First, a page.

“I love you. I love you very much. I will never forget you,” said Daw May Lwin Zin,
headmistress of the village school of Kindat, Burma (or “Myanmar” as it is now known). Before
we parted, she showered me with gifts of limes, pomelos, and green jade earrings.
We strolled arm in arm down the main, muddy thoroughfare of Kindat, as the esteemed
headmistress proudly announced to curious on-lookers in their teak houses of stilts that the Road
to Mandalay had just presented the school with much-needed school supplies.
Perhaps the crew had chosen me to represent the ship’s passengers in this formal, moving
school ceremony because I had so enjoyed playing and singing together with the precious children of other villages.
For the first time last September, our Road to Mandalay river cruiser journeyed along the
Chindwin River, visiting remote villages in the heart of ancient Burma. The Chindwin is a
tributary of the Ayeyarwady River, which was immortalized by Rudyard Kipling in his poem “On the Road to Mandalay where the flyin’ fishes play….” over a century ago when he described
Burma as “quite unlike any land you know about.”
What was once Southeast Asia’s most secretive and mysterious country is now slowly
opening up to the outside world to reveal a rich and glorious cultural heritage, breathtaking
natural beauty, and people who have an endearing genuine charm that seems to transcend time.
A thoughtful note from the ship’s captain appeared on the pillows in our cabins the first
day. “We know of your thoughtfulness in wanting to give money and other items to the children,
but it is not good, (for) they may become too reliant on this form of giving. Instead, may I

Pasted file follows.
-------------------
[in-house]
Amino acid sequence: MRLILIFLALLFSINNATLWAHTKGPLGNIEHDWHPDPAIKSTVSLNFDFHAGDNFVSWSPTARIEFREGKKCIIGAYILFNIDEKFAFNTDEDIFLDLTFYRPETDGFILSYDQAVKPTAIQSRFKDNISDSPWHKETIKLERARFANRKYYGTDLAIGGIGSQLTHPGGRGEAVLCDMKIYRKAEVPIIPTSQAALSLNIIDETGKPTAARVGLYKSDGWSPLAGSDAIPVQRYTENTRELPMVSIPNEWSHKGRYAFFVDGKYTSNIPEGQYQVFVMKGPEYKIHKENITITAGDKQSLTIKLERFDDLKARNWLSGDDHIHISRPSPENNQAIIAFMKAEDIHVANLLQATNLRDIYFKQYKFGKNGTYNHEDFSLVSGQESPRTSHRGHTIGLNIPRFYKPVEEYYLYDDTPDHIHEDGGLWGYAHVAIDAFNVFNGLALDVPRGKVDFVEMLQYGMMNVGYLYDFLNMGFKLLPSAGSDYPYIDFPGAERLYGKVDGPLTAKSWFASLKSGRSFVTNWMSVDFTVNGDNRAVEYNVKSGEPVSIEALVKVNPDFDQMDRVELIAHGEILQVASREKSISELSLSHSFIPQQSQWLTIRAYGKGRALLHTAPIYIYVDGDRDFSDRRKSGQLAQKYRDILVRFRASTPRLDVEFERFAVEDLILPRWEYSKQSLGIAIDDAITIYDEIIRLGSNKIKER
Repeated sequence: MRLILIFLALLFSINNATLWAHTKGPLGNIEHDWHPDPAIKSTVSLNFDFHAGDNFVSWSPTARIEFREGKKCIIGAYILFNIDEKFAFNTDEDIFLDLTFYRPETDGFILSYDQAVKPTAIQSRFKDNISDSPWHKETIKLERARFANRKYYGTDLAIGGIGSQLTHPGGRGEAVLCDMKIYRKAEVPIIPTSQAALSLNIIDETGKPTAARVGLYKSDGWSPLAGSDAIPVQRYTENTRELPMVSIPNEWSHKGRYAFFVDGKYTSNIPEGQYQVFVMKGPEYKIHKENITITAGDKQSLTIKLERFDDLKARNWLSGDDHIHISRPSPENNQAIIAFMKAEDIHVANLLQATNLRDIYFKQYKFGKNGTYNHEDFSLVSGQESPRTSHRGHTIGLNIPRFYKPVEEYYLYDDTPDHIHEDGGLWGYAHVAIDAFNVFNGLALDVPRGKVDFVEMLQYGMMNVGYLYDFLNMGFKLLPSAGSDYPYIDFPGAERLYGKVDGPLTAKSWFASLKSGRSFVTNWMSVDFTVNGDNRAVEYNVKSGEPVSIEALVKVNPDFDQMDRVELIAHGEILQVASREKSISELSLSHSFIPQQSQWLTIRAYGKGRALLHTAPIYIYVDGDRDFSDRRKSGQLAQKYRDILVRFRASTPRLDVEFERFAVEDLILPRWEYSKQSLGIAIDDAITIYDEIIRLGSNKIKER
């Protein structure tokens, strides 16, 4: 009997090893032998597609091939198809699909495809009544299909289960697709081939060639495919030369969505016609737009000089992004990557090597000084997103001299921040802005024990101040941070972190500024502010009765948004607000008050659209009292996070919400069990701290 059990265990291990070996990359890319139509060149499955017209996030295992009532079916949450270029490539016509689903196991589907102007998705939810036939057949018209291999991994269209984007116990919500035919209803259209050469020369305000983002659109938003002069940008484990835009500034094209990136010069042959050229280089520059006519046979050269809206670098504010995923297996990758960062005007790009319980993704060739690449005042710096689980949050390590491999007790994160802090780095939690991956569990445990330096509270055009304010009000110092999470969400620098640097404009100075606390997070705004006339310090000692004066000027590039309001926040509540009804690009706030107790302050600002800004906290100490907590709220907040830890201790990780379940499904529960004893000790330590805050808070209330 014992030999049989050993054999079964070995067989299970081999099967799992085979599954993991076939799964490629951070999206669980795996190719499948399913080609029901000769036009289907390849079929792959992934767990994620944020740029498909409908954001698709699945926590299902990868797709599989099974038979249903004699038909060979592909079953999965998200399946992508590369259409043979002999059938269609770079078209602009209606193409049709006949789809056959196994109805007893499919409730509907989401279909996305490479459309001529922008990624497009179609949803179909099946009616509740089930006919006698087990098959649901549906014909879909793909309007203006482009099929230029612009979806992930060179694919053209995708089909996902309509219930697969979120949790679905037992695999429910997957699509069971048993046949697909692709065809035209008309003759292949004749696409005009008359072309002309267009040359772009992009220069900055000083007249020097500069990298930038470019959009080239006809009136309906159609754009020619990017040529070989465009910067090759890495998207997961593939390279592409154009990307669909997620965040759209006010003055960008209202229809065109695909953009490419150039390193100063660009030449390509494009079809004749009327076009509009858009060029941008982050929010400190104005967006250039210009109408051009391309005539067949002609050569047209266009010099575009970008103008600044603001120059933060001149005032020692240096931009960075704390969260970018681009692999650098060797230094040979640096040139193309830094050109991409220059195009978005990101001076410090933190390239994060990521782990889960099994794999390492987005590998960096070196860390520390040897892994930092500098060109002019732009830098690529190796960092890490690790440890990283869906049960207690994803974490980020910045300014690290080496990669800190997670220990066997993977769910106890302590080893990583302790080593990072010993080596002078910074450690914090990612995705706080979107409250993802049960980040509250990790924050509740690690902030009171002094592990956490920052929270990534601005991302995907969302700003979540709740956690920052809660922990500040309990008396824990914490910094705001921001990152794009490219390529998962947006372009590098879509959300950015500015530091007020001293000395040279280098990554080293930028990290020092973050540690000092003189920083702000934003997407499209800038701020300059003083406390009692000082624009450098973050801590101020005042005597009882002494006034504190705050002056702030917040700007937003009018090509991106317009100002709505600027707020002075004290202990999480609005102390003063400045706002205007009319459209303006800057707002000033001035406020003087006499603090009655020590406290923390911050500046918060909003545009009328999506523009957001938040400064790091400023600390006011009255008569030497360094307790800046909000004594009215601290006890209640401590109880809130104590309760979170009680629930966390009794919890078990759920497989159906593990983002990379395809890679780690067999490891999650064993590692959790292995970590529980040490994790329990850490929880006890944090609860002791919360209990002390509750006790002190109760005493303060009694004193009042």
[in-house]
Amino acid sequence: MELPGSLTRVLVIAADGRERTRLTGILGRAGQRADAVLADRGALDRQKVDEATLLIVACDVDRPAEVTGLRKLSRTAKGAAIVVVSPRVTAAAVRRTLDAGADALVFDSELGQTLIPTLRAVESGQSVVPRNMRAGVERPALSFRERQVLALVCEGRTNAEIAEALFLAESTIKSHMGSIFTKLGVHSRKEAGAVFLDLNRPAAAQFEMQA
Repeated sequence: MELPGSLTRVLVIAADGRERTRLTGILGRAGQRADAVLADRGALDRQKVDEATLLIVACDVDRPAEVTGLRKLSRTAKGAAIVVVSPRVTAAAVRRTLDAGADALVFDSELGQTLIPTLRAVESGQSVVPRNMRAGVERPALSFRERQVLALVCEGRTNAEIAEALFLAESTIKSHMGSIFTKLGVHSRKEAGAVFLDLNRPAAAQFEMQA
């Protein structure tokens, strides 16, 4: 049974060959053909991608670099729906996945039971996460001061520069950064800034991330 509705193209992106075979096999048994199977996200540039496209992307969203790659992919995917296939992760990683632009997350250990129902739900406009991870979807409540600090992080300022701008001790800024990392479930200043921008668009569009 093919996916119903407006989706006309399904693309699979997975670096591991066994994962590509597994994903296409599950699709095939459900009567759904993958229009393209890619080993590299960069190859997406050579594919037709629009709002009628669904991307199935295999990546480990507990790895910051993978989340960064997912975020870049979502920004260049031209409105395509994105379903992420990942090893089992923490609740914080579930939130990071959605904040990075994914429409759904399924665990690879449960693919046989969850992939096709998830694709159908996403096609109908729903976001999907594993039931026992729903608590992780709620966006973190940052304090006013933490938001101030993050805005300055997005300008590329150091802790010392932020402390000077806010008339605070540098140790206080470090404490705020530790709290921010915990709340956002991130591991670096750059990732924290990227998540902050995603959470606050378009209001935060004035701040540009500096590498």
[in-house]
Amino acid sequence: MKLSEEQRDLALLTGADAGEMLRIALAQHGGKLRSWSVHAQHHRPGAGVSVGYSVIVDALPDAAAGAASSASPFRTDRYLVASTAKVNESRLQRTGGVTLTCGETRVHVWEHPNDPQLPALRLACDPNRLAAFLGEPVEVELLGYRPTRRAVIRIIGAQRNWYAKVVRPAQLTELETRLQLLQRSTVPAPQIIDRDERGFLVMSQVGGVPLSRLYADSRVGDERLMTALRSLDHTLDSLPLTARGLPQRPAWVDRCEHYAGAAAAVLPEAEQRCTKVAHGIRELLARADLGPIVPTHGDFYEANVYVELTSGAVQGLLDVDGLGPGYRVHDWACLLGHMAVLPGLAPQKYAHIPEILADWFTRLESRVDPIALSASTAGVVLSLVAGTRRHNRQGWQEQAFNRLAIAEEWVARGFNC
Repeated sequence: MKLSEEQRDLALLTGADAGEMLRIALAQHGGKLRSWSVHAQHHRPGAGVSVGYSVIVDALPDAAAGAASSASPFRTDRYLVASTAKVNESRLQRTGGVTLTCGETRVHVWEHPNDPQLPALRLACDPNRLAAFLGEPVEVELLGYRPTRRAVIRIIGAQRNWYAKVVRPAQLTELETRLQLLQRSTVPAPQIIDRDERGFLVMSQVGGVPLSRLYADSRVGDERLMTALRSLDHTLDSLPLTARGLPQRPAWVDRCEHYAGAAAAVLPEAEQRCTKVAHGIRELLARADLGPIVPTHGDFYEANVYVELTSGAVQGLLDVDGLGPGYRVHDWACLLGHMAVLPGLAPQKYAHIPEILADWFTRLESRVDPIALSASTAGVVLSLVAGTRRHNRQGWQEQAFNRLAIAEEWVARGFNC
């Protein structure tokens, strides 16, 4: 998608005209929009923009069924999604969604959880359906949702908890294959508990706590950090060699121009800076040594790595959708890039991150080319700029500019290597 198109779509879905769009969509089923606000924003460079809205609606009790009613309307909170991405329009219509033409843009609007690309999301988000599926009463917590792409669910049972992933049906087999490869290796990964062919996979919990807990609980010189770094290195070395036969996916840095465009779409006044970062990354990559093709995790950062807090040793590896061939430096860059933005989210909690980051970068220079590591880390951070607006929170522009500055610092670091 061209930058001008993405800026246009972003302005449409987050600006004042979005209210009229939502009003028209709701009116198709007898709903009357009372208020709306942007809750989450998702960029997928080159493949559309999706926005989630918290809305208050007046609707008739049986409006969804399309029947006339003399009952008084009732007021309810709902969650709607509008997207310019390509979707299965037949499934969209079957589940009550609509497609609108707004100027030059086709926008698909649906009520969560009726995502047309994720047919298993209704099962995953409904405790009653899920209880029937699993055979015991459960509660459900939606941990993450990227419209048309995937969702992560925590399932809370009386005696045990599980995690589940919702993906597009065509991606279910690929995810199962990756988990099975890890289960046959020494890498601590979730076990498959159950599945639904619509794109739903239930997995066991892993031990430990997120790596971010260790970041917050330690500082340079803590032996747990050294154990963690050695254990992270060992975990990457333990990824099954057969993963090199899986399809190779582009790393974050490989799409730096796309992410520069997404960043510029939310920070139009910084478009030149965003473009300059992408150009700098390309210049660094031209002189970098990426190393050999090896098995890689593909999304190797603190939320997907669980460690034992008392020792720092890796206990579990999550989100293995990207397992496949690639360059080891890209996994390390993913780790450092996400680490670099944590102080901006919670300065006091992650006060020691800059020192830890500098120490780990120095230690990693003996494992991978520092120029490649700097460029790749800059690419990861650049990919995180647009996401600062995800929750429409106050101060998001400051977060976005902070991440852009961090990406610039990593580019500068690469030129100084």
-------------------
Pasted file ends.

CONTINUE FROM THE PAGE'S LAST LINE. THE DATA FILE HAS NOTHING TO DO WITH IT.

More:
suggest you join us in…seeing to it that useful school items are brought for the benefit of all the
Chief Engineer Terry Kyaw Nyunt, Senior Trustee for the Road to Mandalay’s School
Fund, said, “Five years ago I collected $1.00 from each crew member which we presented to the
Shwe Kyet Tet School in the river cruiser’s home village. Since then, we have built an annex for
the school and bought a multi-media system for a school in Bagan with the money passengers
donated. Normally, we do not give money, but ask ahead of time what is needed.
“Most of the tourism industry in Myanmar is doing similar charitable projects. It is our
responsibility to preserve the culture of Myanmar,” said Charlie Turnbull, Manager of Road to
Mandalay’s Hotel Services.
My journey in Myanmar began with an Abercrombie & Kent tour in Yangon (formerly
Rangoon, Burma). We stayed at the grand old Strand Hotel, built during the British colonial era..
Half the persons on the tour bus had already cruised on the Road to Mandalay within the past
two years. Why, I wondered, would they return so soon? There must be something very special
about this journey.
Nearby, the shops of the huge, enclosed Scott’s Market were well worth a serious look at
the rubies, sapphires, jade and various beautiful Burmese works of art.
Yangon is more memorable, however, as the site of the Shwedagon Pagoda, one of the
most sacred Buddhist temples in the world. A golden spire dominates this religious fairyland and
everything around it. Meandering through hundreds of pavilions, shrines, and statuary images,
you begin to learn a great deal about Theravada Buddhism which is fervently nurtured as the
national faith. It is truly a sight that appears, in the words of Somerset Maugham, “like a sudden
hope in the dark night of the soul.”
The following morning we boarded a plane for the short flight to Mandalay, a city that
comes across as a huge kind of Oriental bazaar of artists and craftspeople at work. Wooden
mallets pound precious metal into gold leaf, found everywhere in Myanmar, since the faithful
place it on Buddhist images for good luck and karma.
Market stalls are piled high with sticks from the thanaka tree. Young women and children
grind these into a smooth sandalwood paste and apply it to their faces as beauty marks and
protection from the sun.
On the waterfront, creaking oxcarts, a rickety jetty and old wooden boats transport you